- Some have a totally opposite reaction and say, “A married priest sure sounds like a double standard. We like the celibate priesthood and it isn’t fair that you get to be married.” Over the past five years as I was seeking ordination, I shared that concern, and I wondered if other priests would be jealous and dislike me. If it was unfair and if I shouldn’t give up. But then I had a surprising conversation with Fr. Pastorius. One day, after my children had rampaged through the rectory with the energy of a thousand tornadoes, he actually thanked me! He said, “Thank you for confirming my vocation to celibacy and to never, ever having children.” Behind that joke lies a serious truth that I have heard many priests echo. They don’t see a double standard at all. They have no desire to be married, they aren’t jealous, and they are leading happy and fulfilled lives. In fact, it was presumptuous of me to think that they’d be jealous of me! Take a second and see celibacy the way our priests do, it is a sacrifice, yes, but with sacrifice comes great reward. Celibacy is a gift from God and isn’t merely a sign of something missing, it is a sign of a soul that has been changed by God and is forever bonded to him. In a mysterious way, celibacy for the sake of God is even more fundamental than the marriage bond, which is why priests are such great marriage counselors. They understand the commitment it takes to be married.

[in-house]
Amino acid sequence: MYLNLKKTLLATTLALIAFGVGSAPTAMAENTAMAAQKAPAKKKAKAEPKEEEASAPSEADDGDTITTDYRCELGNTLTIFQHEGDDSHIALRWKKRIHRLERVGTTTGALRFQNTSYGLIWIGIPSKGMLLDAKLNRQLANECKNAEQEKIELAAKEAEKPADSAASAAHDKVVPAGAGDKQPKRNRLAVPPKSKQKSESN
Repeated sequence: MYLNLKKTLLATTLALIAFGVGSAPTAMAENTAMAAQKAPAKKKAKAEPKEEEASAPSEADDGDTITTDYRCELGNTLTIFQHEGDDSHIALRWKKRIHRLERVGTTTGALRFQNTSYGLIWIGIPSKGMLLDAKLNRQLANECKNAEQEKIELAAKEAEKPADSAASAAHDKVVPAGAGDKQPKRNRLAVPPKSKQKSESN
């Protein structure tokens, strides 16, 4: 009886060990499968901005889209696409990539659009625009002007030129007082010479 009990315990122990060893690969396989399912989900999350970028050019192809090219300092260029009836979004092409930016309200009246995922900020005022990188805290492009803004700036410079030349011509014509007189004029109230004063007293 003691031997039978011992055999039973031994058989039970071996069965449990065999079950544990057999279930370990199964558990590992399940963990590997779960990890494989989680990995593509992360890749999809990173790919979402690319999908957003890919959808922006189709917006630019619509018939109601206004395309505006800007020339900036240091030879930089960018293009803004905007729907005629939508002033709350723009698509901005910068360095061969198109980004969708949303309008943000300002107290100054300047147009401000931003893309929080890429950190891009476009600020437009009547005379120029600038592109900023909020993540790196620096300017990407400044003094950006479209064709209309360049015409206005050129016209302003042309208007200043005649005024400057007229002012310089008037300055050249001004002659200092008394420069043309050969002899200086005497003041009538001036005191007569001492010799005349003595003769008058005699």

Another variation on this response is that a married priest is a change in the Church and maybe isn’t a good one. A few quick thoughts on that. What we know as the Mass is actually one regional expression of the Catholic Church. Our Mass is called the Roman Rite. Other Rites exist, such as the Maronite Rite (St. Raymond’s, downtown), a Coptic Rite, a Ukrainian Rite, a Byzantine Rite, and so on. There are a lot, the Catholic Church is truly Catholic, meaning Universal. In most of these other parts of the Catholic Church, from the very beginning, some priests have been married. So this is actually a ancient practice of the Church. But, in the Roman Rite, it will remain very limited, an exception for a few men, and I am confident it will stay that way. Another concern is about going to a married priest for confession. Just a quick reminder, if I or any priest ever breathes a word of what we hear in confession, even to the person who confessed it, even to the police, even to my wife, I will not only have my priesthood taken away, I will be excommunicated from the Church. In confession, that’s between you and God, and he will forgive anything and his priest immediately forgets it.